Protecting planting containers from the colder temperatures
Posted on: October 17th, 2019
Here at The HC Companies, we manufacture hundreds of thousands of planting containers each and every year for greenhouses and nurseries across North America. As stewards of the industry, we’d like to make some recommendations for your customers at retail about protecting planting containers come the winter.
What you may not know is we also manufacture decorative planting containers for consumers – for the homeowner looking to spruce up their patio, front porch or balcony with beautiful flowers (and a beautiful container to match).
But as the fall temperatures begin to approach the freezing mark, beautiful flowers fall victim to the cold, withering and drying out to our dismay. At this point, that beautiful HC container is now nothing more than an afterthought.
While your flowers couldn’t handle the colder temperatures, have you ever thought about how planting containers will weather the fall and winter temperature drops?
If you already sell garden products to consumers, you’re well aware that decorative planting containers (plastic, ceramic, terra cotta) are not inexpensive.
It’s important to educate the consumer into taking the necessary steps to ensure that their containers will be viable for another planting season come the spring.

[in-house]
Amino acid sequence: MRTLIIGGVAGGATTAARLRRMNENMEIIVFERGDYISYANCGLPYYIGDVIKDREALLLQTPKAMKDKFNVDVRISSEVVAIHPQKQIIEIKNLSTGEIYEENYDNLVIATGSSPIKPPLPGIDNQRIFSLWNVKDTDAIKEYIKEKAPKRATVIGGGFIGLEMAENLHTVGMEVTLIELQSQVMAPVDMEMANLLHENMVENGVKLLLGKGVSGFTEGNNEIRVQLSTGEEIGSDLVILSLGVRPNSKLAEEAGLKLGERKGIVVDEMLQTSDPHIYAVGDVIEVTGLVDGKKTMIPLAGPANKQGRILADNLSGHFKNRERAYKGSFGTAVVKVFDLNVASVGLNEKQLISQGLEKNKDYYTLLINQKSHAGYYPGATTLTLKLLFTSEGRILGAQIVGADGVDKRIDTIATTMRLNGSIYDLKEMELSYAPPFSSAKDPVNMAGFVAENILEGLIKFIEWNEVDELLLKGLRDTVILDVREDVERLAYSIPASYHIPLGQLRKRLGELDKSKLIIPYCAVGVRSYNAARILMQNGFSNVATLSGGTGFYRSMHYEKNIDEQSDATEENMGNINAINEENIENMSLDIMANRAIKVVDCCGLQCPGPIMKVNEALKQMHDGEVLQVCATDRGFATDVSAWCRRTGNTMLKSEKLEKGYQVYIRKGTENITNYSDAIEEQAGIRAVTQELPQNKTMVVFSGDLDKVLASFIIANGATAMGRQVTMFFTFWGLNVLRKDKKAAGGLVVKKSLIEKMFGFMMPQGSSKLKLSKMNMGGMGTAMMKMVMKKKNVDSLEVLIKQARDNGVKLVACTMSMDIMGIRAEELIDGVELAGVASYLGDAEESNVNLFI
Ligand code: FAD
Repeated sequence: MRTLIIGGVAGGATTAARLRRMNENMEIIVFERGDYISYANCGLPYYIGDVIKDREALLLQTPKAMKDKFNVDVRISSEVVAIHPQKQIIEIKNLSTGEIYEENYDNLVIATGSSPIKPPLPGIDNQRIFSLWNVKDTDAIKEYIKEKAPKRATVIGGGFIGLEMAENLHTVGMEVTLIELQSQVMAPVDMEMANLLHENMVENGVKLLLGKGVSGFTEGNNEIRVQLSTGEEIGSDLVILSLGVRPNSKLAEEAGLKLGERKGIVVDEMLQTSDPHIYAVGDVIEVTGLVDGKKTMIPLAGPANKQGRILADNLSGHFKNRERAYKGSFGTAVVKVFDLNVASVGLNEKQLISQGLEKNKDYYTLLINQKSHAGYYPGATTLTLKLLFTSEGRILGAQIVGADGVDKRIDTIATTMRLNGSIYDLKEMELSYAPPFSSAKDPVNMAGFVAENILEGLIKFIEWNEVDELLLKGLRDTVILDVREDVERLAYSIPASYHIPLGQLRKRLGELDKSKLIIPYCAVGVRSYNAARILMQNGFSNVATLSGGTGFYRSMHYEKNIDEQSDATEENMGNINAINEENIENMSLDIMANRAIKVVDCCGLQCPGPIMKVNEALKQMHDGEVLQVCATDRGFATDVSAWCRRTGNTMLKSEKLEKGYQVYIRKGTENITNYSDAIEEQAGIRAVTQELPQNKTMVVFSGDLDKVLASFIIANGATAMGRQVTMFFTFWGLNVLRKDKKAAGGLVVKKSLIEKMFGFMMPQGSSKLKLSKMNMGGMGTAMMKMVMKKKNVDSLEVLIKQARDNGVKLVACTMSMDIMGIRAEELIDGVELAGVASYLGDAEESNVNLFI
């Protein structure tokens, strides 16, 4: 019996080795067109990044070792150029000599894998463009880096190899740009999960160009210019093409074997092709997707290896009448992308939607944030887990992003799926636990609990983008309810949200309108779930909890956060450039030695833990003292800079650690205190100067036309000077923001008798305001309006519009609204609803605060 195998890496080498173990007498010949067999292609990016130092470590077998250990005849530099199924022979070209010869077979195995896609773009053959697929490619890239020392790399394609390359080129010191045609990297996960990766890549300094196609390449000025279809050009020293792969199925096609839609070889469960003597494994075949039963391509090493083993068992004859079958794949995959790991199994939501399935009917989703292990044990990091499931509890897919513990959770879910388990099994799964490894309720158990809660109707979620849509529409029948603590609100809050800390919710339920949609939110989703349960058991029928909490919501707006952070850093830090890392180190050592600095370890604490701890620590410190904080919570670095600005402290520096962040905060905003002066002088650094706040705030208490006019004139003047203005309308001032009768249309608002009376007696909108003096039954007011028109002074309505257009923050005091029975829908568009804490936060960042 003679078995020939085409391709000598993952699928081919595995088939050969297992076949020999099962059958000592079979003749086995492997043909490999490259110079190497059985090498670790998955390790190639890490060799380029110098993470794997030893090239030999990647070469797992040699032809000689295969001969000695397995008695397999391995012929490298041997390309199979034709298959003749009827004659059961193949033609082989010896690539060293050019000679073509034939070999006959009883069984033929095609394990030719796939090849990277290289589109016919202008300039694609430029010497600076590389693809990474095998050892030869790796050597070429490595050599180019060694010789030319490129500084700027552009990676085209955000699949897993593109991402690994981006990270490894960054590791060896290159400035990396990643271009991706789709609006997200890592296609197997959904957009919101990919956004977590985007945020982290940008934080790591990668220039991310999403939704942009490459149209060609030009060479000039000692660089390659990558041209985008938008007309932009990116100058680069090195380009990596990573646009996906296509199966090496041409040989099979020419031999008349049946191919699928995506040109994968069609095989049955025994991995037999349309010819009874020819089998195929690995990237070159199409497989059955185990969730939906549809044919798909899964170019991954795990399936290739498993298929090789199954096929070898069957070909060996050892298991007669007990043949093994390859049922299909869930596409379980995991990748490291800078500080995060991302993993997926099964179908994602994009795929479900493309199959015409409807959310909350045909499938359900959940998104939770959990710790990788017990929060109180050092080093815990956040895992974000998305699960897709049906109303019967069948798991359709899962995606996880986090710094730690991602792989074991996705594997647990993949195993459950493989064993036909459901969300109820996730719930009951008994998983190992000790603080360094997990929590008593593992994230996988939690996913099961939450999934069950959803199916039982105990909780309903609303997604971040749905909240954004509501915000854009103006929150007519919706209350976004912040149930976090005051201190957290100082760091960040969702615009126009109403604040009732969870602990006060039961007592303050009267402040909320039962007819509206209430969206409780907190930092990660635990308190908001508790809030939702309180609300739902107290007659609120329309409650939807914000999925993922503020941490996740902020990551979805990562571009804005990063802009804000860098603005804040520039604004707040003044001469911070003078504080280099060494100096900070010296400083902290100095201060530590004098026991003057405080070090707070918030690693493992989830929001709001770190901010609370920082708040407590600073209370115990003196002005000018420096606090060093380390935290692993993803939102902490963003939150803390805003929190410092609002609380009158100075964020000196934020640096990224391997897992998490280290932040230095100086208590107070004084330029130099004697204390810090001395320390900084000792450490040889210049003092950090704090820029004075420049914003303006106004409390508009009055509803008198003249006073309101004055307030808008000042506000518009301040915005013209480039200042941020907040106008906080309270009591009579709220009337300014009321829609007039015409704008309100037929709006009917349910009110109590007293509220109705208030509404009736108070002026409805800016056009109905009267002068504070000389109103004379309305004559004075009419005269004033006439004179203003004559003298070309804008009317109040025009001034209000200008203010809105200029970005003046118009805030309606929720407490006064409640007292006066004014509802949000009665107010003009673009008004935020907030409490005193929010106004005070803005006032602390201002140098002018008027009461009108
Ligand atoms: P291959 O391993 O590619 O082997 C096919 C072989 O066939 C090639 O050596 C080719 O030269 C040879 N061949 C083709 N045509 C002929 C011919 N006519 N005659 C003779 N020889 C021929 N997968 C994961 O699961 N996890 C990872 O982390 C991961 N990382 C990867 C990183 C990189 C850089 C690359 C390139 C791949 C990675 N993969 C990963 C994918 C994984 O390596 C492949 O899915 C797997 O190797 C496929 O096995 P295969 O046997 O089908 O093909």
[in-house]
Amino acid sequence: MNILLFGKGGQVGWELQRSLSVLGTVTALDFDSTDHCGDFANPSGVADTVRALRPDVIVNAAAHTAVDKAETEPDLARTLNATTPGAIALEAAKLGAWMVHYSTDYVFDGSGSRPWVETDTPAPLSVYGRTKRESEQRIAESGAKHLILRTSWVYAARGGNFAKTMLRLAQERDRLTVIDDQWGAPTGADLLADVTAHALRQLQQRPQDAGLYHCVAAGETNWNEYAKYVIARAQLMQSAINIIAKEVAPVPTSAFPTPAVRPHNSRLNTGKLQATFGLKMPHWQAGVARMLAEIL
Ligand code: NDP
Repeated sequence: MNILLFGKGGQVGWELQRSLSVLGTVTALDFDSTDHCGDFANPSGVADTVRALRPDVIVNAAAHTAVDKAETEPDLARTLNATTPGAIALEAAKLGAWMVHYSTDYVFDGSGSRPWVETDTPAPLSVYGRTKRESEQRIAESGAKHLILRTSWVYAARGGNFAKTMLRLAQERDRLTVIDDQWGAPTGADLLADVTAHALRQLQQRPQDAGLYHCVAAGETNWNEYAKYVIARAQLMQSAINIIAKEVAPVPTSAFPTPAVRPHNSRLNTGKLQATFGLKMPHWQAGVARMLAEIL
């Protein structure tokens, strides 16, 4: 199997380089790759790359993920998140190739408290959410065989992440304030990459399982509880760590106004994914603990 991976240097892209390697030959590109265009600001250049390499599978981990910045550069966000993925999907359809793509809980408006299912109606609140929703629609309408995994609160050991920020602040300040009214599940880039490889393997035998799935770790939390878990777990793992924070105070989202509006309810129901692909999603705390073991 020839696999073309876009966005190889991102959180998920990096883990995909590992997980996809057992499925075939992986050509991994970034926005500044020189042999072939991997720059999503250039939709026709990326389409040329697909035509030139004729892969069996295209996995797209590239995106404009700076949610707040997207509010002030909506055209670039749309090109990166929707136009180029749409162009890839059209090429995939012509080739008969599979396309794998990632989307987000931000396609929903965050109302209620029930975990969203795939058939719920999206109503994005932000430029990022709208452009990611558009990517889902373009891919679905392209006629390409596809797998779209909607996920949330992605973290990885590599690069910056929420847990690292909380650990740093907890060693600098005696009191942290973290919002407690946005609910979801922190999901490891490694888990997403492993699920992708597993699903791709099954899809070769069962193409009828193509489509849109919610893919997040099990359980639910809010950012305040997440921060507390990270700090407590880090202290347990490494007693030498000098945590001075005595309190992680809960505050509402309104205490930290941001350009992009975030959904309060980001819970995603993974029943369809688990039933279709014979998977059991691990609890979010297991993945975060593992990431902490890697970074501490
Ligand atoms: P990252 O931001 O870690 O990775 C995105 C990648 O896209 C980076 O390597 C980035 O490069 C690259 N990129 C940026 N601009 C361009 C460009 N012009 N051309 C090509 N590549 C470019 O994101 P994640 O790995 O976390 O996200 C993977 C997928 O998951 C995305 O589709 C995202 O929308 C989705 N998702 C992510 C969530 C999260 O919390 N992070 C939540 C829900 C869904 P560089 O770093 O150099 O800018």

Here are a few simple tips for homeowners and businesses on protecting planting containers.
These pots are often incredibly durable and can withstand the harsh conditions of winter if left outdoors. However, if you choose to keep soil in these pots, remember that temperature fluctuations could expand and contract the residual moisture still in the soil. This could lead to bottom or side splitting which is not something you can repair.
Terra Cotta, Clay and Ceramic Pots
It’s not a good idea to store these pots outdoors over the winter. As they are porous, they are prone to cracking with the fluctuation in temperatures. To prevent chipping when storing them in garages, on shelves or in sheds, it’s recommended to wrap each pot in newspaper or old towels to provide some insulation and protection.
Protecting planting containers at the end of the season will guarantee they’ll be ready for planting come the spring, while keeping excess waste (those which can’t be recycled) out of landfills.